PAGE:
THE 10,000-MPH AIRLINER Aviation stands on the threshold of a new giant leap: hypersonic flight. Aerospace and other companies are hard at work and could have planes flying as early as 1993.
By Gene Bylinsky REPORTER ASSOCIATE Alicia Hills Moore

(FORTUNE Magazine) – AROUND THE COUNTRY wind tunnels are rumbling, computers whirring, construction workers expanding test buildings. From NASA's Langley Research Center in Virginia and Edwards Air Force Base in Southern California to the design centers at Boeing in Seattle and Pratt & Whitney in West Palm Beach, scientists and engineers are burning with an excitement not seen since the heady days of the Apollo program that put men on the moon. Many aeronautical designers are postponing retirement, and hundreds of others are trying to get into the act. Ron Samborsky, project manager at Aerojet TechSystems in Sacramento, a subcontractor, echoes the experience at participating companies, laboratories, and research centers: ''Hardly a day goes by without a request from someone to be transferred to this program. I wish I could take them all.'' The cause of the excitement: hypersonic flight, which by most definitions begins around 3,800 miles per hour. Achieving it, many experts believe, will launch a revolution in military and civilian aircraft as far-reaching as the one the jet engine produced. If their promise turns into reality, these so- called aerospace planes will come in a variety of sizes, shapes, and functions. They will reach unheard-of speeds: Some will zoom into orbit at 18,000 mph, 25 times the speed of sound, and crease the edge of space 350,000 feet above the earth. That's nearly ten times as fast and more than three times as high as an airplane has ever flown. The earliest experimental aerospace plane, the X-30 in the foreground of the painting at right, could fly as soon as 1993. But the version of greatest interest to the jet-lagged traveler is the passenger-carrying Orient Express, so named because it could cross the Pacific nonstop in two hours. Shown , shortly after takeoff in the painting, it would cruise at up to 10,000 mph, or about Mach 14 (Mach 1 is the speed of sound, 760 mph at sea level), and have a range of 8,000 miles. The British-French Concorde, by contrast, is downright sluggish and short-legged, with a speed of just 1,350 mph and a range of 3,800 miles. Putting the world's major cities in easy touch with each other -- New York to London in just over an hour, Paris to Sydney in about three hours -- the Orient Express will take off with a roar not much different from that of today's jetliners. But its climbing angle will be steeper, pushing passengers back in their seats and subjecting them to pressure not unlike that felt by the driver of a hot sports car flooring it from a standing start. Does that mean that a grandmother or someone with heart disease could not fly aboard this dream machine? Not at all, according to experts. At the cruising altitude of 100,000 feet, twice that of the Concorde, passengers will have no sensation of speed, since they will be too far above clouds and geographical features to perceive the plane's motion. Designers may sacrifice such niceties as individual windows to save weight, substituting small liquid crystal screens connected to external closed-circuit TV cameras. A single large viewing window might be installed as a concession, however. Through it the passengers could see, say, the California coast from San Francisco Bay to San Diego and, above, layers of the earth's atmosphere shading from blue into the deep black of space. One thing will probably remain unchanged. Says former test pilot A. Scott Crossfield, 65, who made 30 flights into the stratosphere aboard the X-15 rocket plane: ''You have breakfast in New York and tomorrow night's supper in Peking because you have crossed the international date line. You fly back and have tonight's supper in New York. Meanwhile, your bags go to Rio.'' Whether the Orient Express ever flies will depend on the success of the National Aerospace Plane Program, which is gathering speed. The first hypersonic plane, the X-30, would be about the size of a DC-9 airliner and a third as large as the Orient Express. Seven years from now, if the schedule holds, two test pilots will take off from a conventional runway in the X-30 and zoom to about 200,000 feet at 18,000 mph. Novel air-breathing engines will carry it to that lofty plateau. Then rocket engines using conventional liquid hydrogen and liquid oxygen fuels would ignite, sending the X-30 into orbit. ; After completing its mission in space, it would reenter the atmosphere just as the shuttle does and land on an ordinary runway. IN THAT COMPLEX FLIGHT, the X-30 will serve as the test bed for a whole new flock of different hypersonic aircraft. To make them possible, government labs and commercial aerospace and engine companies are rapidly developing a sunburst of new technologies: propulsion systems, materials that will withstand the searing heat of those mind-boggling speeds, and airframes that combine, in effect, a huge f1ying thermos bottle containing supercold hydrogen that will both cool the plane's surfaces (some heated to 5,000 degrees F., half as hot as the surface of the sun) and fuel its furnace of an engine.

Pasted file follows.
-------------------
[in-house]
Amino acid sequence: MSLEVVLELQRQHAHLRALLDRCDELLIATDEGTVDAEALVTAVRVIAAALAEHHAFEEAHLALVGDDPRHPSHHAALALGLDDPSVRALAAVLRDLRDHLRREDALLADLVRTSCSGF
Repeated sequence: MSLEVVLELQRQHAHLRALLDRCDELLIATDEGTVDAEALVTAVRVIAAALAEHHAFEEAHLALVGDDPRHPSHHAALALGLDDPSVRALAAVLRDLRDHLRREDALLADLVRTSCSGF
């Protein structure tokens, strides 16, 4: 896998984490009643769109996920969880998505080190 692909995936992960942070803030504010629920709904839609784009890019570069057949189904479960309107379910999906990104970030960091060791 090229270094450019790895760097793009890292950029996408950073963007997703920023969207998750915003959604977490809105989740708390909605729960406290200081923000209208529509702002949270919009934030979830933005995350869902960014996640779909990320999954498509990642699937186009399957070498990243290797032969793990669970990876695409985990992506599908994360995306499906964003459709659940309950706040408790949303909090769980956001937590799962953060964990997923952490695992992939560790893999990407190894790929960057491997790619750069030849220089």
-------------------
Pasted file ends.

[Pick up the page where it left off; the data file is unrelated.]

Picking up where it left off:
First will come a full-fledged orbiting aerospace plane based on the X-30. Such a craft could serve as a successor to the space shuttle and a truck to haul components of the Strategic Defense Initiative, or Star Wars, into orbit. The aerospace plane could cut the cost of flights to orbit to a tenth of those of the shuttle. At some distant date it could even be used as a civilian transport, taking passengers on pleasure trips to space station hostels like the futuristic Howard Johnson's in 2001: A Space Odyssey. The second version of the aerospace plane could become a potent new U.S. weapon. Capable of zipping along near the top of the atmosphere at speeds approaching 18,000 mph, it would be the most elusive spy plane ever built, or a fast-response fighter-bomber that could fly anywhere on earth in about two hours. Fleets of such military craft could be airborne by the end of the century -- just 13 years from now. Reflecting the importance the military places on the aerospace plane, the Defense Department is picking up 80% of the development tab for the X-30, NASA the remaining 20%. Finally the civilian Orient Express would emerge, possibly leapfrogging any successor to the supersonic Concorde. It would actually be technically simpler to build than the earlier planes, since it would not need to reach orbit or fly faster than 10,000 mph. The Orient Express will be designed and produced not by the government but by aircraft builders such as Boeing, Lockheed, and McDonnell Douglas, which are already conducting preliminary studies. Development could start years before any military aerospace plane flies. A propulsion system that works at those lower speeds could be peeled off along the way to perfecting more complex engines for an orbital aerospace plane. First, though, comes the awesome challenge of building the X-30, the test vehicle for the combination orbiter-hypersonic airplane. ''The danger we face is promising too much,'' says Robert M. Williams, 42, director of the program and an intense aerodynamicist at the Pentagon's Defense Advanced Research Projects Agency (DARPA). His deputy, Air Force Brigadier General Kenneth E. Staten, 47, echoes his boss: ''We know there are risks. There will be disappointments, setbacks, even failures.'' Some critics feel that the aerospace plane managers may have bitten off too big a slice of an untried high-tech cake. Willis M. Hawkins, 72, a retired senior vice president of Lockheed and now a consultant to the company, suggests that the aerospace plane could come a cropper because the requirement that it attain orbit will add severe weight and propulsion problems. A veteran of Lockheed's fabled Skunk Works, where such remarkable spy planes as the U-2 and the SR-71 Blackbird were developed, Hawkins would have been happier if program managers had settled for a hypersonic plane that did not have to reach orbit. The idea of an aerospace plane is not new. In the early 1950s the U.S. Air Force experimented with various programs, including Dynasoar, a shuttlelike craft that would have been rocketed into space to return like an airplane. The closest anyone came was the X-15. Dropped from beneath the wing of an airborne B-52 bomber, it made 250 flights, briefly attaining hypersonic speeds approaching 4,500 mph and flying as high as 354,000 feet. The Air Force had plans to turn the X-15 into an orbiter, but the shift to earth-to-orbit rocket-based space exploration in the 1960s put all those aviation developments on the shelf for more than 25 years. The fastest, highest-flying airplane today -- the Air Force's SR-71 Blackbird spy plane, which reaches speeds of 2,100 mph and altitudes of 80,000 feet -- is now 25 years old. The Concorde first flew in the late 1960s; the U.S. plan to build a bigger, faster SST died in 1971 because of concern about ear-shattering sonic booms and potential damage to the ozone layer in the atmosphere that protects life on earth against cosmic radiation. (The Concorde flies below the ozone layer. Its sonic booms have confined it to over-the-ocean routes, making it a technological, but not a commercial, success.) Because the Orient Express would fly so high and so fast, its sonic booms would be muffled to the point where they would become mere sonic peeps. It ) would soar above the ozone layer; since it would burn a mix of hydrogen and atmospheric oxygen as fuel, with water vapor as the end product, it would not damage the atmosphere. The aerospace plane was resurrected in its present form by DARPA's Bob Williams. In 1982 he was investigating the use of hypersonic propulsion for missiles and became curious about how high an airplane could fly using an air- breathing engine. Since no one knew the answer, Williams recruited an expert in propulsion and a specialist in materials. He then had a computer wizard run simulations for him. A little drama ensued once Williams began egging on the computer expert to fly faster and faster. ''I'm up to Mach 12, but it's getting awfully hot -- this thing looks like it's going to melt,'' he warned Williams at one point. Williams told him to cool things off by flying higher, where the air is thinner and creates less friction. The computer model started getting too hot even at a higher altitude, but Williams reassured the man that he could go still faster since DARPA was developing advanced materials to cope with that kind of heat. WHEN THE MAN reported that he had pushed even the new materials to their limit, Williams told him to try active cooling. Williams foresaw a double benefit: The hydrogen fuel, the most efficient available, would be pumped around parts of the aerospace plane to cool it -- and the fuel would burn still more efficiently when heated. ''There was a long silence for about two weeks,'' Williams recalls. ''Finally about 12:30 or 1 o'clock one night I get this phone call: 'All right, damn it, Williams, I've been up for a whole 24 hours running this thing. I'm at Mach 25 and 200,000 feet. What do you want now?' I said, 'Nothing more -- we're there. We're at orbital speed.' '' In 1984 Williams got a go-ahead for the program along with funds for some critical experiments, mainly in propulsion and materials. He assembled a small team of specialists from the Air Force, NASA, and the Navy. (The Navy, responsible for keeping track of what goes on in the oceans, is interested in the aerospace plane's surveillance capabilities.) The team worked secretly under the code name Copper Canyon. Reviewing the work last year, DARPA decided that the program merited a big expansion. It presented the project to top officials of the agencies involved, including the Star Wars program. ''It met with incredible support in all quarters,'' says Williams. ''It was as if this had been a dream of a lot of people. Each agency was willing to offer up funds from its own budget to apply toward this program. Shortly after that, the President spoke about the program and it took off like a shooting star.'' He adds: ''Now I have to make good on all those claims.'' Last April the National Aerospace Plane Program awarded about $450 million in initial contracts. For airframe design, contracts went to Boeing, General Dynamics, Lockheed, McDonnell Douglas, and Rockwell. General Electric and Pratt & Whitney got contracts to develop the propulsion system. Fifty other companies already participate in the program, and their number is growing rapidly. For example, Alcoa and Sikorsky Aircraft are both investigating new materials; Garrett and Gould are working on tiny electrical motors that will replace hydraulic controls in the aerospace plane to help save weight. United Technologies is developing advanced fuel cells, or high-tech batteries. After about three years, the Pentagon and NASA will decide whether progress justifies building the X-30. To make sure it does, Williams zooms around the country with evangelical zeal. Says an executive at one contractor company: ''I think of Bob Williams as a male Joan of Arc. You know, the Lord came down and touched this guy on the top of the head and said to him, 'Baby, go and make hypersonics real.' And he's doing it.'' TO DO IT will require what Williams describes as ''bringing the technological might of the U.S. to bear on one of the most engrossing technological challenges this country has ever faced.'' He'll need every ounce of that might, because much of what the aerospace plane will have to do is unusual or even unique. For one thing, while the fastest aircraft today merely push air molecules out of the way, the aerospace plane will go so fast that it will literally tear the molecules apart. The molecular fragments will heat the plane's skin to the point where it will act as a catalyst, producing new molecular combinations that could damage the skin. The aerospace plane builders' biggest challenge, the propulsion system, must operate at a stunning variety of speeds under varying flight conditions. It will probably consist of a number of different engines, each switched on as needed. To allow conventional takeoff, the aerospace plane must be equipped with an air-breathing engine, most likely a turbojet similar to those on passenger airliners. To push the plane beyond Mach 2 (1,520 mph), a simple ramjet engine will take over. A ramjet contains no whirling turbines, only a cone-shaped structure facing the onrushing air, which it compresses, or ''rams,'' and slows down for burning. But the ramjet is limited at both ends of the speed scale: It cannot gather enough air to work efficiently at subsonic speeds, and it becomes inefficient again at Mach 5 (3,500 mph). At that point a supersonic combustion ramjet -- ''scramjet,'' for short -- must take over. (''Supersonic'' refers to the speed of air through the engine.) The scramjet is the most elegantly simple of all air-breathing engines: It's merely an elongated box with some angled struts inside to slow down the incoming air, and a combustion area in the back into which fuel is injected. The trick is to ignite the fuel-air mixture quickly as it rushes through the scramjet. Model scramjets have been tested in NASA wind tunnels and elsewhere up to Mach 20, but never in flight. Computer projections do show, however, that the scramjet will work at the aerospace plane's intended top speed of Mach 25. What gives the aerospace plane designers a lot of confidence right now is their rapidly evolving ability to use supercomputers to simulate the effects of air pressure and heat on a hypothetical airframe (see photograph, last page). Scientists can now ''fly'' the aerospace plane inside a computer -- not quite as good as real-life flight, but nonetheless allowing designers to try out a large number of configurations under varying conditions. For the skin to survive stresses never before encountered in sustained flight, designers are banking on man's increasing ability to fashion specialized materials. Those now under development include new alloys produced by so-called rapid solidifications technology, which uses astounding cooling rates of up to one million degrees Fahrenheit per second to make materials with such desirable properties as light weight, great strength, and heat resistance. The abrupt cooling realigns the atoms in ways that do not occur under ordinary conditions. Another promising technology: composites, which join at least two different materials such as carbon filaments and a metal matrix to yield a unique set of useful characteristics. But even the best of today's materials can withstand temperatures no higher than about 2,800 degrees F. -- not good enough for the aerospace plane. Its needle-sharp nose, along with the leading edges of its wings and tail, will be exposed to the greatest air resistance. It was this problem that led Williams to think of using supercooled hydrogen to soak up the heat. Using hydrogen for fuel introduces new challenges on the ground, although the danger of fire is less than with conventional fuels because its ignition temperature of 1,085 degrees F. is twice that of aviation-grade kerosene. NASA studies show less hazard to the crew, passengers, and the immediate surroundings from crash-generated fire in a hydrogen-fueled aircraft than in one powered by conventional hydrocarbon fuels. NASA has learned how to handle supercold hydrogen in space launches. For civilian flight, proponents of the Orient Express make the surprising claim that a 300- to 500-seat hypersonic airliner could be not only more successful commercially than the Concorde but as profitable as subsonic aircraft like the Boeing 747. The Air Force has studied the economics of a hydrogen-fueled Orient Express that would fly at speeds between 4,500 and 9,000 mph. The study found that direct operating costs per flight could be competitive with current subsonic aircraft. That conclusion assumes a fast turnaround, although the Orient Express could be so hot an hour after landing that it would need a liquid nitrogen bath to cool it off for ground maintenance. IT ALSO RESTS on the much shorter flight times for the Orient Express -- about two hours from New York to Tokyo, vs. 14 hours on a 747 -- as well as the need for only one crew for the run. ''You can really get a day's work out of it,'' says Benjamin Lightfoot, Northwest Airlines' vice president for maintenance and engineering. He has calculated that in less than 24 hours an Orient Express could fly twice across the Atlantic and four times across the Pacific -- a total of 27,600 miles, or the equivalent of more than once around the earth. Obviously the economic viability of the Orient Express will depend on growth in long-distance passenger traffic as well as still uncertain development and production costs. By the end of this century, McDonnell Douglas expects air traffic between the U.S. and the Pacific rim countries -- Japan, China, South Korea, Singapore, among others -- to soar from the present six million passengers a year to more than 30 million, making the Pacific the world's busiest air travel corridor. No one knows yet how much an Orient Express will cost the airlines, although some authorities have speculated that the price would be $200 million to $300 million per plane (vs. about $100 million for a 747). Lightfoot says an airline probably couldn't get away with charging more than 10% to 15% more than present-day fares for hypersonic flight. The probable development cost of the first two X-30s, plus an earthbound test model, is known, however: about $3 billion. This is not a high price for entry into a new arena of flight. The Concorde precedent suggests that if the U.S. doesn't build the aerospace plane, others will. Research is already under way in Britain, West Germany, Japan, and most likely the Soviet Union, which has always had a strong tradition in aviation. The British want to build a craft that will go directly into orbit, like the U.S. version. The West Germans are pushing a two-stage vehicle that would piggyback a small space shuttle high into the atmosphere and launch it into orbit from there; the first stage could also serve as a basis for developing a hypersonic transport. Lightfoot fears that the Japanese may try to beat the U.S. into the potentially lucrative market for an Orient Express airliner. Bob Williams and General Staten claim that Americans could do the job best because they are the world's best engineers. That is doubtless a chauvinistic exaggeration, but Americans have shown themselves to be the world's best aeronautical engineers. Says General Staten: ''The aerospace plane is very much in the American personality. It's the kind of thing we've done before. It stimulates the pioneer in all of us.''